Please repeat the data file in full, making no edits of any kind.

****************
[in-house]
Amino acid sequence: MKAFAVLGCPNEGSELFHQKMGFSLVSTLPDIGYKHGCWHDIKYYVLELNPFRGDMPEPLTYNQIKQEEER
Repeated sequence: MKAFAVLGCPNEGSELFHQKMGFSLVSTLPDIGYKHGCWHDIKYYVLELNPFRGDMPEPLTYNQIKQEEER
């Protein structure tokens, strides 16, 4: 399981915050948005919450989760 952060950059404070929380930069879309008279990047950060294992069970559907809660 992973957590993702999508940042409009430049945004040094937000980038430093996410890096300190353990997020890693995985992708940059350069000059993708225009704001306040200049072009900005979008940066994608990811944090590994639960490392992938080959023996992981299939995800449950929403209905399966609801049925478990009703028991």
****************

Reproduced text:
[in-house]
Amino acid sequence: MKAFAVLGCPNEGSELFHQKMGFSLVSTLPDIGYKHGCWHDIKYYVLELNPFRGDMPEPLTYNQIKQEEER
Repeated sequence: MKAFAVLGCPNEGSELFHQKMGFSLVSTLPDIGYKHGCWHDIKYYVLELNPFRGDMPEPLTYNQIKQEEER
């Protein structure tokens, strides 16, 4: 399981915050948005919450989760 952060950059404070929380930069879309008279990047950060294992069970559907809660 992973957590993702999508940042409009430049945004040094937000980038430093996410890096300190353990997020890693995985992708940059350069000059993708225009704001306040200049072009900005979008940066994608990811944090590994639960490392992938080959023996992981299939995800449950929403209905399966609801049925478990009703028991």